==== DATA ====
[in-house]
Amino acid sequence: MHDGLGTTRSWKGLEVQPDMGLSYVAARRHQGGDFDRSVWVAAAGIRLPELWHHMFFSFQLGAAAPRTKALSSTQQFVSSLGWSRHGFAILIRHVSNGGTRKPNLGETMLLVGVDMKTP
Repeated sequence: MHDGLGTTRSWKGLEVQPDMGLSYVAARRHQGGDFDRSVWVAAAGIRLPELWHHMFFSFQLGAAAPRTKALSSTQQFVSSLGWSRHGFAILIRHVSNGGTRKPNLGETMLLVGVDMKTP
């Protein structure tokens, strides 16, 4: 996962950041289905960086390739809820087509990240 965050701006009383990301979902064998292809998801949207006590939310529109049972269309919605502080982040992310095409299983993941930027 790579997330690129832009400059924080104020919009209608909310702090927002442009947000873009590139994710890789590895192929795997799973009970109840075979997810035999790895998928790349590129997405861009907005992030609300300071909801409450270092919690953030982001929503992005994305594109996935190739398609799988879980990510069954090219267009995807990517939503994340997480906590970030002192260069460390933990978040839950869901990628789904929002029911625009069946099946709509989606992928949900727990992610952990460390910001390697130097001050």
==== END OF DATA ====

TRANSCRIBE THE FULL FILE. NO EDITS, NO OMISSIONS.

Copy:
[in-house]
Amino acid sequence: MHDGLGTTRSWKGLEVQPDMGLSYVAARRHQGGDFDRSVWVAAAGIRLPELWHHMFFSFQLGAAAPRTKALSSTQQFVSSLGWSRHGFAILIRHVSNGGTRKPNLGETMLLVGVDMKTP
Repeated sequence: MHDGLGTTRSWKGLEVQPDMGLSYVAARRHQGGDFDRSVWVAAAGIRLPELWHHMFFSFQLGAAAPRTKALSSTQQFVSSLGWSRHGFAILIRHVSNGGTRKPNLGETMLLVGVDMKTP
């Protein structure tokens, strides 16, 4: 996962950041289905960086390739809820087509990240 965050701006009383990301979902064998292809998801949207006590939310529109049972269309919605502080982040992310095409299983993941930027 790579997330690129832009400059924080104020919009209608909310702090927002442009947000873009590139994710890789590895192929795997799973009970109840075979997810035999790895998928790349590129997405861009907005992030609300300071909801409450270092919690953030982001929503992005994305594109996935190739398609799988879980990510069954090219267009995807990517939503994340997480906590970030002192260069460390933990978040839950869901990628789904929002029911625009069946099946709509989606992928949900727990992610952990460390910001390697130097001050």